DANSVILLE — We can chase our dreams, but always remember that home is waiting around the bend.
Dansville-native Jeff Swift said he wants to inspire the young people of his hometown to follow their dreams. Swift would love to be a mentor to them, and follow in the footsteps of those who got him where he is today.
“I just wanted to be seen as fit to carry the hammers of my grandfather and father ... let alone swing them,” he said. “They are very proud of me and that heritage they passed on. I know that is true.”
Swift went to Western State Colorado University in 1998 and returned to New York in 2000 on Scholarship to finish his Bachelor's degree in fine arts / sculpture at Alfred University School of Ceramics in 2003. Before leaving he purchased the old West Sparta School House from the Muchlers.
“Upon acquiring the schoolhouse in around 2002 I used the space mostly at that time for recreational and sculpture storage. In 2007 we did a renovation on the space to turn it into a suitable Casting facility and for metal working elusively and used it to cast primarily my own work and work for other sculptor friends, so it was not a business at that time,” Swift said. “In 2011 I continued the renovation and moved into the space as my now primary studio space for the (Swift Custom Metal) business.”
After he graduated he traveled to Santa Fe, New Mexico to work for Shidoni Foundry. Swift also worked for highly respected business in his field such as Kern Rockenfield in Brooklyn and Les Metalier Companouis in New York City. That business is originally out of France.
Swift purchased 137 Main Street around the same time he created Swift Custom Metal. He turned the second floor into an apartment. Although he used Main Street Grants to help out with the process he did a lot of the work himself. Swift custom made much of what you see in his apartment.
“I think it is beautiful. It was a long time in the making,” Swift said. “I bought it about five years ago. I started doing renovations a little at a time, but got some help with grants. I sold my house on Park Avenue and moved into this apartment in October.”
Swift moved back to his hometown about six years ago to establish his business, and be back with family.
“There is a lot of opportunity here and things are affordable,” he said. “My story represents a change in young people. I am embracing the small town lifestyle. I brought my business home. You can do anything in life if you have goals.”
Swift enjoyed the hustle of the big city, and created his own flow there. However, the quiet hum of home was always in the back of his mind.
“I am pumped when I go to the city,” he said. “This was not about making money. I wanted to come home. I would have worked at McDonalds.”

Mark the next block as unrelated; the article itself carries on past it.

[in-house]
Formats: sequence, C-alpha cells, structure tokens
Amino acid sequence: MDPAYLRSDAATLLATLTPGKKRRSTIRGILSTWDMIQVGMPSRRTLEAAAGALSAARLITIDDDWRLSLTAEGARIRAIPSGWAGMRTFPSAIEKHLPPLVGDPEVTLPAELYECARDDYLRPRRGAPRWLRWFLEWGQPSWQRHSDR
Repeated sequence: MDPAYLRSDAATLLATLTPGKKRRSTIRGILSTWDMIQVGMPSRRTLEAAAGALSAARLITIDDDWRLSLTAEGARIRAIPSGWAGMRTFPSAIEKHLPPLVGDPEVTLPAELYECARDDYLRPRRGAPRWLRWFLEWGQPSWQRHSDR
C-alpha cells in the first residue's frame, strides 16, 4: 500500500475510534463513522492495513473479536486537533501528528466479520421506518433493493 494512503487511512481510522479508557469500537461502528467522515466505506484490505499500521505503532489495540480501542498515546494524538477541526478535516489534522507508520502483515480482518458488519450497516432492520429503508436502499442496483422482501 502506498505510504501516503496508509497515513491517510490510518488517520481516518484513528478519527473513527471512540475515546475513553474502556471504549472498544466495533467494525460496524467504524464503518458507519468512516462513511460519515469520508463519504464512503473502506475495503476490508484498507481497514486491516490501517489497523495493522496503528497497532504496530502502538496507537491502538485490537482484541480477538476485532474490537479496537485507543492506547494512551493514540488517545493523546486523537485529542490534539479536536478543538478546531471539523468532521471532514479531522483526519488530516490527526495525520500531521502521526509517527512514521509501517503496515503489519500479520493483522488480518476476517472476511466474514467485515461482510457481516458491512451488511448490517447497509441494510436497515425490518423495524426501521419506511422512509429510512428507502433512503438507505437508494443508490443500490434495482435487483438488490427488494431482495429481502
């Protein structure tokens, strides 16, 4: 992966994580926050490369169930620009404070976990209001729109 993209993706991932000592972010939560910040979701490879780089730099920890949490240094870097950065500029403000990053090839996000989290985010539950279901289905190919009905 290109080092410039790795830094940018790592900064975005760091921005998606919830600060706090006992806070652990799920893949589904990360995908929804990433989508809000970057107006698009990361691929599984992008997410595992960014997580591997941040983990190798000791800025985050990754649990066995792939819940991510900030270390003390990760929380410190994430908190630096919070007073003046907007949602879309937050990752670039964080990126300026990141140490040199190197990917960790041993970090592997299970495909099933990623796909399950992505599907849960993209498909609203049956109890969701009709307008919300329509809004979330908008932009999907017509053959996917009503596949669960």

Swift created a showcase of his custom metalwork in his apartment, while restoring a historic building on Main Street.
“When I was a kid I loved to build things and be creative,” he said. “I did woodwork when I was a teenager. When I went to college I decided to focus on metalwork. I had a great mentor who helped me switch into metal fabrication.”
Swift's work in New York City was like something ripped right out of a movie. He did work for extremely wealthy people.
There is something beautiful about finding success in the world, and coming back to your roots to share it with those you missed along the way.
Alton and Alice Muchler grew up in the West Sparta area, went to that one-room schoolhouse, got married, and kept that place alive. Swift had to make a promise to keep the schoolhouse
“For the first 10 years I would do woodwork there,” Swift said. “It was built in 1841, so we are talking before the Civil War. I wanted a place to go to get for us metal workers who wanted to get out of the city for the weekend.”
Swift loved the look of the Main Street building with its decaying plaster. He had it pinned in place and painted over to keep the masculine look of it.
“It shows the age and masculine feel of it,” he said. “The cracks still show through, and I love the beauty found in the imperfections. You have to build around it. The place has a soul.”
The Hair Place is leasing the place downstairs and has done a marvelous job with it. Swift is very pleased with what she is doing.
Back in the 1800s it was New York Power and Light that would become NYSEG. It was a Feed and Hardware store, Pharmacy, Beauty Salon, and Tv Repair Shop. This building has a rich history.
Swift said Dansville has come a long way, and it is good to see history being restored and Main Street coming back to life.
Swift Custom Metal can be found on Instagram to check out the kinds of things they make and be contacted by email email@example.com or phone 585-739-2098.